12 Ways to Attract Birds to a New Feeder

Adding a bird feeder to your yard or garden can bring joy as you watch colorful birds visit for a snack. However, simply hanging a feeder doesn’t guarantee feathered friends will find it. Use these 12 tips to attract birds to a new feeder and enjoy their beauty and songs.

Location is Key

Strategically placing your feeder in the right spot is the first step to attract birds. Here are some location tips:

Near Trees and Bushes

Hang your feeder near trees, bushes, or other sources of natural cover. Birds feel more secure when they have a place to retreat if threatened. They also appreciate branches and foliage to perch on nearby.

Sheltered from Wind and Rain

Birds don’t like struggling with gusty winds and wet conditions any more than we do. Site your feeder in a covered spot that offers shelter from the elements. The eaves of a house or garage often work well.

Good Visibility

Pick a location with open sight lines so birds can scan for potential danger as they feed. Avoid cluttered areas with too many obstructions.

Enough Space

Leave ample room around the feeder so birds have space to swoop in and take off. Position it at least 5-10 feet from bushes, fences, or other barriers.

Partial Sun Exposure

While you don’t want the hot midday sun beating down, pick a spot with at least a few hours of morning or afternoon sunshine. This helps melt snow and ice in cold weather.

Choose the Right Feeder Design

Not all bird feeders are equal. Selecting the right feeder style and setup for your situation will make it more appealing.

Feeder Type

Match the feeder design to the birds you want to attract. Platform feeders are ideal for ground birds. Tube feeders work well for smaller birds. Hopper or house feeders accommodate bigger birds.

Size of Feeder

Bigger is not always better when it comes to bird feeders. A small feeder that gets refilled often is better than a large one that sits empty. Go with the smallest size that meets your needs.

Number of Feeders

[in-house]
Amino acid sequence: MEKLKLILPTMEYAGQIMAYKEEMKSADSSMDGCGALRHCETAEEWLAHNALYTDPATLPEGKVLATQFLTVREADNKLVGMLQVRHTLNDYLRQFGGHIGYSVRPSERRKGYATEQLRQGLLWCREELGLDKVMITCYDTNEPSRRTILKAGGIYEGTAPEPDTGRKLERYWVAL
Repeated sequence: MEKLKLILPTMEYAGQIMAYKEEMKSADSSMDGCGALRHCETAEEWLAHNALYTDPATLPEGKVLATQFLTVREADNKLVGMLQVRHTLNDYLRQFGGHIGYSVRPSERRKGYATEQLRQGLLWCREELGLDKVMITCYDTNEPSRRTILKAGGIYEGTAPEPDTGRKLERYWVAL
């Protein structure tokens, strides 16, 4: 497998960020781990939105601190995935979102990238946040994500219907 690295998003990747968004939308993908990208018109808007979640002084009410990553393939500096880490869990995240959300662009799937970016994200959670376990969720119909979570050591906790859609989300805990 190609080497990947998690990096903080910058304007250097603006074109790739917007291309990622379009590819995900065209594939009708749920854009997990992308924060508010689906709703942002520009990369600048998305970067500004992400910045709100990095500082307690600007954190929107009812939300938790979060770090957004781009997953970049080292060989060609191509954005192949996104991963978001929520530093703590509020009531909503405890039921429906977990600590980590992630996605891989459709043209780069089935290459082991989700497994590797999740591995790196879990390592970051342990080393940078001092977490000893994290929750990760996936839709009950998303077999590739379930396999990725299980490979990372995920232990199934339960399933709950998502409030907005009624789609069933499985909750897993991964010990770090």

Start with 2 or 3 feeders, or more if you have a large yard. This reduces crowding and allows different species to share. Spread feeders 10-15 feet apart.

Add Perches

Include a perching area if your feeder doesn’t already have one. This gives birds a place to pause and check for danger before venturing onto the feeder.

Fun Extras

Consider feeders with special perches, trays, nuts or fruit sections to provide variety and appeal to more types of birds.

Offer Preferred Foods

Providing birds’ favorite foods is key to attracting them. Tailor your offerings to the types of birds common in your area.

Black Oil Sunflower Seeds

These are the #1 choice to attract the widest variety of backyard birds. Their thin shells and high oil content make them very tasty!

Safflower Seeds

Cardinals, chickadees, finches, and other small birds enjoy these. Squirrels don’t like them as much as sunflower seeds.

Nyjer Seeds

Finches go crazy for these tiny black seeds. Use fine mesh feeders made specially for nyjer seeds.


High energy suet is irresistible for woodpeckers, nuthatches, chickadees, and other insect eaters. Offer it in cages or special suet feeders.


Whole or chopped peanuts appeal to jays, woodpeckers, titmice, wrens, and more. Avoid mixes with lots of filler.


Dried raisins, cranberries, or cut oranges attract robins, waxwings, thrushes, orioles, and other fruit-loving species.


Many birds relish these protein-packed larvae. Look for dried mealworms to add to feeders or buy them live to sprinkle on the ground.


Provide a birdbath, fountain, or other water source. Birds need to drink and bathe. Moving water stays cleaner.

Use Quality Seed and Keep it Fresh

Poor quality or stale food does not encourage repeat visits. Follow these tips:

  • Buy high quality birdseed, preferably organic, non-GMO, and without fillers. Avoid cheap “wild bird mixes.”
  • Check expiration dates and don’t use old seed. Buy smaller amounts to use it up faster.
  • Store birdseed in rodent-proof, air-tight containers. Keep it fresh and dry.
  • Discard seed that smells musty, looks clumpy, or has lots of hulls/debris. Freshen feeders weekly.
  • Offer just a few days’ worth of food at a time to prevent spoiling, especially in warm weather.
  • For suet, look for raw suet or suet nuggets with rendered fat. Avoid mixes with filler, seed, or fruits.

Start Slowly and Be Patient

At first, only fill your feeder partially and resist overstocking it. Slowly increase the amount as birds find it. This prevents waste from uneaten seed. Also:

  • Expect it to take a few weeks for birds to discover the feeder, especially in winter.
  • Schedule feeder fill-ups for the early morning when birds are active and eager to eat.